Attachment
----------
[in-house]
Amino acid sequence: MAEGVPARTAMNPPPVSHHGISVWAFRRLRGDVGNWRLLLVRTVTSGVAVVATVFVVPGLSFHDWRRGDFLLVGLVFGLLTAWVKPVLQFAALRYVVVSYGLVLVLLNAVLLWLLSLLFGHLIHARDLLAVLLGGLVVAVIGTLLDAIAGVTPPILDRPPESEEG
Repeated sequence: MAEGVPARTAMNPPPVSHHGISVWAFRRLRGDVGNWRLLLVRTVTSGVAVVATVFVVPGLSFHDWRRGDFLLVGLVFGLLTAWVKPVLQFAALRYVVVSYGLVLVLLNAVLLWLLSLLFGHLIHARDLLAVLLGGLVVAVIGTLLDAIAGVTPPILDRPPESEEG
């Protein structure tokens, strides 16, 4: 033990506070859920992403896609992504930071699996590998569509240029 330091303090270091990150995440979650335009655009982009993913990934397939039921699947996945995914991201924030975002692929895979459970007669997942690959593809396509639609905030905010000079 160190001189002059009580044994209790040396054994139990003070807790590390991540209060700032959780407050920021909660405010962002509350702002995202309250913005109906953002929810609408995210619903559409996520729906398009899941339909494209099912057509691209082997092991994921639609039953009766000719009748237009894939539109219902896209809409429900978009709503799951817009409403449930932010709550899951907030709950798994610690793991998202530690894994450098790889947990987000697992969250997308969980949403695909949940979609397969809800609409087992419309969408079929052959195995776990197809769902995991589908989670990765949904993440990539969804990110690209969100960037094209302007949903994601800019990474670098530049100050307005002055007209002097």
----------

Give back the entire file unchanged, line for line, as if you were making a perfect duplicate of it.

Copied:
[in-house]
Amino acid sequence: MAEGVPARTAMNPPPVSHHGISVWAFRRLRGDVGNWRLLLVRTVTSGVAVVATVFVVPGLSFHDWRRGDFLLVGLVFGLLTAWVKPVLQFAALRYVVVSYGLVLVLLNAVLLWLLSLLFGHLIHARDLLAVLLGGLVVAVIGTLLDAIAGVTPPILDRPPESEEG
Repeated sequence: MAEGVPARTAMNPPPVSHHGISVWAFRRLRGDVGNWRLLLVRTVTSGVAVVATVFVVPGLSFHDWRRGDFLLVGLVFGLLTAWVKPVLQFAALRYVVVSYGLVLVLLNAVLLWLLSLLFGHLIHARDLLAVLLGGLVVAVIGTLLDAIAGVTPPILDRPPESEEG
């Protein structure tokens, strides 16, 4: 033990506070859920992403896609992504930071699996590998569509240029 330091303090270091990150995440979650335009655009982009993913990934397939039921699947996945995914991201924030975002692929895979459970007669997942690959593809396509639609905030905010000079 160190001189002059009580044994209790040396054994139990003070807790590390991540209060700032959780407050920021909660405010962002509350702002995202309250913005109906953002929810609408995210619903559409996520729906398009899941339909494209099912057509691209082997092991994921639609039953009766000719009748237009894939539109219902896209809409429900978009709503799951817009409403449930932010709550899951907030709950798994610690793991998202530690894994450098790889947990987000697992969250997308969980949403695909949940979609397969809800609409087992419309969408079929052959195995776990197809769902995991589908989670990765949904993440990539969804990110690209969100960037094209302007949903994601800019990474670098530049100050307005002055007209002097």